How to Write a Lawn Care Job Description that Attracts Talent

Mil Spec Landscaping quoting a job

Hiring great employees is a struggle shared by all entrepreneurs no matter the industry. But when it comes to a seasonal industry like lawn care, that struggle multiplies.

When you’re busy, you’re so busy that you need bodies behind mowers stat. Yet a rainy or dry season can wreak havoc on your employees if their schedule is inconsistent and there’s not enough work for them.

Both of these scenarios make hiring and retaining great people a tough prospect.

Grow slow. Grow smart.

These are two tips we’ve heard from veteran lawn care business owners time and time again. As soon as you hire employees, you lose the quality control of doing the work yourself. Hire fast without putting the time into sourcing quality candidates and you might grow your client list but be left in a bind if a difficult employee quits or you have to fire them.

Still want to move ahead with hiring? Awesome! Here’s how lawn care business owners have found great hires.

Want the complete guide to hiring lawn care employees? We cover everything from when to start hiring, to onboarding, and working with subcontractors in this complete guide.

1. Hire people referred by your current employees

Your current employees know the business they’re in and will sell an employment opportunity to the friends and contacts they think can handle the work. Their reputation is on the line, so they’re more likely to send you great people.

In fact, research shows that referrals are more engaged, more productive, and they stay with companies longer.

Check out our article on implementing an employee referral program for more information.

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2. Invest in your great employees

Finding a great employee isn’t easy, so when you do uncover a gem treat them with respect, invest in furthering their training, and offer them more challenging work and responsibility (if that’s what makes them happy).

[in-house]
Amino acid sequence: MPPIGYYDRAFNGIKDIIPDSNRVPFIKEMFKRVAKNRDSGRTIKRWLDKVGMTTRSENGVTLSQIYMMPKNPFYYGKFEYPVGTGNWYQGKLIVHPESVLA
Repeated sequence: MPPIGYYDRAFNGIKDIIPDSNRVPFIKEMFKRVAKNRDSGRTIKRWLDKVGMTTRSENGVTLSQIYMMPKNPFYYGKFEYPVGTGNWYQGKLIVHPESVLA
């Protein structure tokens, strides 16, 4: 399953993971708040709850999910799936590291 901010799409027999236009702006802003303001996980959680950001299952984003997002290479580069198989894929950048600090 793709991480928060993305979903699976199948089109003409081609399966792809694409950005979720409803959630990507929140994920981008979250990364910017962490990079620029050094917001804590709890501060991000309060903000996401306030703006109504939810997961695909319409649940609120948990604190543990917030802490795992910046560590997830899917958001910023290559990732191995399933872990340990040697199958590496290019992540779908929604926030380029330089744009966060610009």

Put yourself in their shoes and think about what would make you buy into the success of your company. It’s not necessarily about giving them big raises. For example, The Hiring Site Blog found that more than 90% of employees are more loyal to employers who invest in their skills by training them. It’s about helping them understand their impact on your company’s success and wanting to build upon it in a way only they can.

A case for job descriptions

Whether you’re finding candidates through an employee referral program, an online job board, or a temp agency you need to start with a great job posting.


The more details you provide to a temp agency the better they can match someone with your business (one recruiter we talked to compared a candidate search without a detailed job posting to driving down the highway blind).

On an online job board your thorough criteria will outshine a simple “hiring lawn care laborers – call me at this phone number” notice, and just might attract more thoughtful and serious job seekers.

Employees referring people can better understand expectations before they put their neck out for a friend or contact.

Need more proof that writing a thorough job posting is worth your time? Danielle, Jobber’s head of people management, who has past experience as a recruiter for a variety of industries (and helped us write this post), filled us in.

Here are 4 reasons why from a professional recruiter’s perspective:

  1. The time spent designing your job posting will save you from answering questions on the phone.
  2. A detailed posting will help you weed out unqualified applicants, so that you only get to the interview stage with great fits.
  3. A posting with clear duties helps with employee retention because employees will have a good understanding of their duties and responsibilities (costly turnover averted!).
  4. Posting a well-written job description communicates a high level of company professionalism, which will help attract quality applicants.Your approach to hiring is part of your brand, and the same way customers flock to trusted and professional brands, so does top talent.

There you have it. Whether you’re looking to hire an admin pro, or a temporary employee to help with busy season, a great job posting can help a company of any age and size.

You might be looking to refresh a dusty posting or write your first, and we’re walking you through the nuts and bolts.

Anatomy of a job posting

Before we begin, take note: it’s best practice to only include what candidates need to know and leave out what’s nice to know. Going in with this approach also helps you cut down on the time you’ll spend crafting your posting.

There are 5 main parts to a good job posting, with some additional sections that you can include or omit depending on your business needs.

1. Company overview

Once you write this section, you can copy and paste into future postings, updating as needed. This section allows job seekers to decide if they’re a good fit for your company based on their own values. For example, some people decide to apply to company of only a certain size, preferring to be part of a small team, or looking to join a large company with several departments.